Bachelors degree programs in nursing require general education or prerequisite courses in subjects such as biology, chemistry, history, mathematics and social science. After completing the prerequisite courses in the first 2 years of study, students begin the nursing curriculum or upper-division coursework. Registered nurse courses include pharmacology, health assessment and nursing informatics. They also include nursing specialties such as mental health nursing, public health nursing, maternal and child nursing and geriatric nursing. Some bachelors degree programs offer registered nurse classes online for theoretical subjects. Clinical courses in BSN programs include both hospital and non-hospital settings.

Jobs That You Can Secure With a Bachelors Degree in Nursing

With a registered nurse bachelor degree, you are qualified for an entry-level position such as staff RN or office RN. With some professional experience, you can work as a travel nurse or triage nurse. You can also work in administration, research, consulting, public health and teaching. You can continue your education with a masters degree in nursing, which can open up additional career options.

Choosing a School to Attend for a Bachelors Degree in Nursing

When choosing between registered nurse colleges, make sure that each program you consider is accredited by the National League for Nursing Accrediting Commission, (NLNAC) or by the Commission on Collegiate Nursing Education (CCNE). Both organizations are national accreditation organizations. Completion of an NLNAC-accredited or CCNE-accredited degree program will help you obtain your nursing license and will allow you to continue your education with a masters degree or doctoral degree in nursing. Bachelors degree programs accredited by NLNAC and CCNE are accepted by most states as meeting the educational requirement for RN licensing and are also accepted by graduate schools as meeting the educational requirement for admission.

Studying Online for a Bachelors Degree in Nursing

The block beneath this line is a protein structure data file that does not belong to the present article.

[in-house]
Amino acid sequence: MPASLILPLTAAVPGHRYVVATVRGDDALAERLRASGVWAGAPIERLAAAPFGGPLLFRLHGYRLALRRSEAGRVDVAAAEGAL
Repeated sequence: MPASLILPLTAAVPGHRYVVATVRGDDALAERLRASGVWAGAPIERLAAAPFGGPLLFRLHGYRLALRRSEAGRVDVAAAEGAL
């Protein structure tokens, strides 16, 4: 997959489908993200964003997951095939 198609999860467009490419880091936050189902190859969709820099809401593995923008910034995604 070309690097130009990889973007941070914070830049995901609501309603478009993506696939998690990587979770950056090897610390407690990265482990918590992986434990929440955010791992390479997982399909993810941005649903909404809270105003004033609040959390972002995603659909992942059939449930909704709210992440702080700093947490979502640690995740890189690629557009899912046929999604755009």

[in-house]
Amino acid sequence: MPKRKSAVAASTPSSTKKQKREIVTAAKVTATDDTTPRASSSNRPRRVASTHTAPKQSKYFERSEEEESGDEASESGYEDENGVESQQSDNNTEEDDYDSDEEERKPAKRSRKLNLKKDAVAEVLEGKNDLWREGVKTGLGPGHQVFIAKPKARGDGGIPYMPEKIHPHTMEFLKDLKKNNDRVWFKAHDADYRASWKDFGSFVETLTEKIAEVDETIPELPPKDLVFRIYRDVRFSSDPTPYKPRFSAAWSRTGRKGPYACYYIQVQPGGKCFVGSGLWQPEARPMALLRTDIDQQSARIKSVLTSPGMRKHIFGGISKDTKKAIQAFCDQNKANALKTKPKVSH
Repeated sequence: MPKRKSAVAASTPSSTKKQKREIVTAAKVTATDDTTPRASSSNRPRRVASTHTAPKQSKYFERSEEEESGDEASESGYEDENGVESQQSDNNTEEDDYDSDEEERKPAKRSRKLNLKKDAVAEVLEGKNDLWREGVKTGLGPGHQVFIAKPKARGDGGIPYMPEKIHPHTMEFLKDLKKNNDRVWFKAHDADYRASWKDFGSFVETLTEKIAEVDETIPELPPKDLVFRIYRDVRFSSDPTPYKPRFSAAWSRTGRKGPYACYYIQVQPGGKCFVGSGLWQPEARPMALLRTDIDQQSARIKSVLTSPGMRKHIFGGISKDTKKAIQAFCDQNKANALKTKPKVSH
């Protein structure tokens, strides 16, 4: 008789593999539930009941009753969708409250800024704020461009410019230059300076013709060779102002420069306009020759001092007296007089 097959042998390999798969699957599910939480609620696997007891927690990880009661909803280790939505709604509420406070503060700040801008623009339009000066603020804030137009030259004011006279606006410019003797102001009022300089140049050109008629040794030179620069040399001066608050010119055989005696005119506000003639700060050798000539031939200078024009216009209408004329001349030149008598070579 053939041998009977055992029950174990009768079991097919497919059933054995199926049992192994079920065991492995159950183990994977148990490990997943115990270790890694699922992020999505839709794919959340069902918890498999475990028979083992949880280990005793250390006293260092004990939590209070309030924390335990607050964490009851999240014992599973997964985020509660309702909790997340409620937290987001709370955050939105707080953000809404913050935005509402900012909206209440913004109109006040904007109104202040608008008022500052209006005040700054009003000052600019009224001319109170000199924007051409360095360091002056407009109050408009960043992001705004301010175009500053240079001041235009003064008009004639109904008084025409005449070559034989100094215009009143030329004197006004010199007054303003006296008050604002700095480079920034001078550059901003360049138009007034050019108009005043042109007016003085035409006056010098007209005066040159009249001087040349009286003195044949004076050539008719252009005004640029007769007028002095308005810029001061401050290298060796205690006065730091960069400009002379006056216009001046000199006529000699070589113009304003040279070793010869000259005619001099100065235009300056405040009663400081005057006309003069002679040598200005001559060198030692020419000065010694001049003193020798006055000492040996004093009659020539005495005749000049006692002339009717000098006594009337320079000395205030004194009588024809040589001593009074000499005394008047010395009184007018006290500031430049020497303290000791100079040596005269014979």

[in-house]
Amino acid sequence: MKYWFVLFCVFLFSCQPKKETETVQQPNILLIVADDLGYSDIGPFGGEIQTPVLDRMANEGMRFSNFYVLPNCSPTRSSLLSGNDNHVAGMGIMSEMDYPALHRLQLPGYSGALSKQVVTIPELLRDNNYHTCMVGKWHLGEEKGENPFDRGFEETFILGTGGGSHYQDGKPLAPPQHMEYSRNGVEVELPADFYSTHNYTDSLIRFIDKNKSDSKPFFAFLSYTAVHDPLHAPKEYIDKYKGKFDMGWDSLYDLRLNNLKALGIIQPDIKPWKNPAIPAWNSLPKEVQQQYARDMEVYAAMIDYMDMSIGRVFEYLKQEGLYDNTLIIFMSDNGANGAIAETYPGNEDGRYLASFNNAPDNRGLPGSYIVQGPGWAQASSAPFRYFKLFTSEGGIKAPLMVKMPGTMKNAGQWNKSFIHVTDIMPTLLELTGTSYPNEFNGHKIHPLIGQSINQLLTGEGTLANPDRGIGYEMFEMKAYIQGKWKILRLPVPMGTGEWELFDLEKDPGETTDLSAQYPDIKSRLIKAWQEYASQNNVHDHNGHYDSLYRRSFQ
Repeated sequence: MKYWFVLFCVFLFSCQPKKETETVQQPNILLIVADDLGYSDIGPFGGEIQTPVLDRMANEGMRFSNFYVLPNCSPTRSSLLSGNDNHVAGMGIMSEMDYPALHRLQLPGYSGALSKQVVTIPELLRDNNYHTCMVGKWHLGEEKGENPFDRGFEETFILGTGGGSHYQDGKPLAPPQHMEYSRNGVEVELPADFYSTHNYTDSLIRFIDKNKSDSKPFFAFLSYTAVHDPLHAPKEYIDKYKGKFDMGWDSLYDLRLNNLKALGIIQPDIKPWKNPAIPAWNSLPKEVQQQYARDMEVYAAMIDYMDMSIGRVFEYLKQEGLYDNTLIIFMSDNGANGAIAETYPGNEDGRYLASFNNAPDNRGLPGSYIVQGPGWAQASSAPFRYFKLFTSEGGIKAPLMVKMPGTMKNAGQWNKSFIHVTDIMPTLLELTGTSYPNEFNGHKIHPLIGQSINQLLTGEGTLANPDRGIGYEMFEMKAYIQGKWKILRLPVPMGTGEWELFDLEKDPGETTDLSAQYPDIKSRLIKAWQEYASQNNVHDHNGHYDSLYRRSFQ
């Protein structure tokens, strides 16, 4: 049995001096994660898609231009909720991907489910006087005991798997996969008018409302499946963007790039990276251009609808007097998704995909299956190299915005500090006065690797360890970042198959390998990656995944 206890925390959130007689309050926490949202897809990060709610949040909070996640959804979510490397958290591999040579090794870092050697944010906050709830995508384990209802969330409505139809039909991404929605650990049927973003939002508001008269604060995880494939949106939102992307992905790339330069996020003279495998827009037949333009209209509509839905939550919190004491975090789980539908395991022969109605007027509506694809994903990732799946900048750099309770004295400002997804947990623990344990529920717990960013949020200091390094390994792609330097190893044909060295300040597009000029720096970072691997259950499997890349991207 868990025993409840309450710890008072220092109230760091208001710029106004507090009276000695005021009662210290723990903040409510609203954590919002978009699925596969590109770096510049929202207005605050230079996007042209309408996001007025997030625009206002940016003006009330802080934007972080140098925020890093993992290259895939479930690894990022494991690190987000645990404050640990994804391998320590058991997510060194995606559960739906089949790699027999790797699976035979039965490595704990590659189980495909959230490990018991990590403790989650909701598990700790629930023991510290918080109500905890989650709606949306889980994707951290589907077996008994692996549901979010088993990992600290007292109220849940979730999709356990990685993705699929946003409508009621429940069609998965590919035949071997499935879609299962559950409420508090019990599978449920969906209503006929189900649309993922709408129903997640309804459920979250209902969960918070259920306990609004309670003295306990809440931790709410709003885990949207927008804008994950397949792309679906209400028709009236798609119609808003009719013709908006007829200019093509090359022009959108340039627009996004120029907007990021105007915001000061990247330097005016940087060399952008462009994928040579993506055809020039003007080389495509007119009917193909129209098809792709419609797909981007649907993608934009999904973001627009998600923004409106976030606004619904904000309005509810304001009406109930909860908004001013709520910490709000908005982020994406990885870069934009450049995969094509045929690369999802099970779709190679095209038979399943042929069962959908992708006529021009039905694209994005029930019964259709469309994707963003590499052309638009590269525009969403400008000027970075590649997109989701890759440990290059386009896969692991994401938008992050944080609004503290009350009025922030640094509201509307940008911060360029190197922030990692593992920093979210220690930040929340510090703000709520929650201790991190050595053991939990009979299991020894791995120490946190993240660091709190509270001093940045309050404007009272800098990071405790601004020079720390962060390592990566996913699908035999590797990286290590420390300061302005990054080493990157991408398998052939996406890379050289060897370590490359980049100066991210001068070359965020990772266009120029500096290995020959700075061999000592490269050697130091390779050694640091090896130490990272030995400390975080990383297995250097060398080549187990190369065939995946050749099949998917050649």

Pursuing an RN bachelors degree online is a common option for students who are already working as nurses. RN schools online offer BSN programs for RNs with associates degrees and diplomas, as well as for licensed practical nurses (LPNs). Some RN online programs require students to travel to a testing center for proctored exams or to a local community college for laboratory courses. Online bachelors degree programs for RNs may not give you the chance to build strong relationships with your colleagues. However, for many working nurses, it is worth the tradeoff to be able to earn an RN bachelor degree while continuing to hold a full-time job.

Masters Degree

An RN masters degree offers advanced training to registered nurses, preparing them to manage complex healthcare. With a masters degree in nursing, an RN can become an advanced practice registered nurse (APRN) and work somewhat independently of doctors to provide primary care. Or an RN can become a nurse educator or a nursing administrator.

If you are interested in becoming an APRN, keep in mind that the required level of education for becoming an APRN may change. The American Association of Colleges of Nursing has called for the doctorate in nursing practice to become the entry requirement into advanced nursing practice by 2015.

Types of Nursing Masters Degrees

There is 1 type of masters degree offered in nursing, which is the Master of Science in Nursing (MSN). This degree is offered with concentrations in administration, education or in advanced practice registered nurse (APRN) tracks. APRNs choose to specialize as nurse practitioners (NPs), clinical nurse specialists (CNSs), nurse midwives (CNMs) or nurse anesthetists (CRNAs). The MSN is a good option for students who are experienced professional nurses and who wish to prepare for career advancement.

Length of Nursing Masters Degree Programs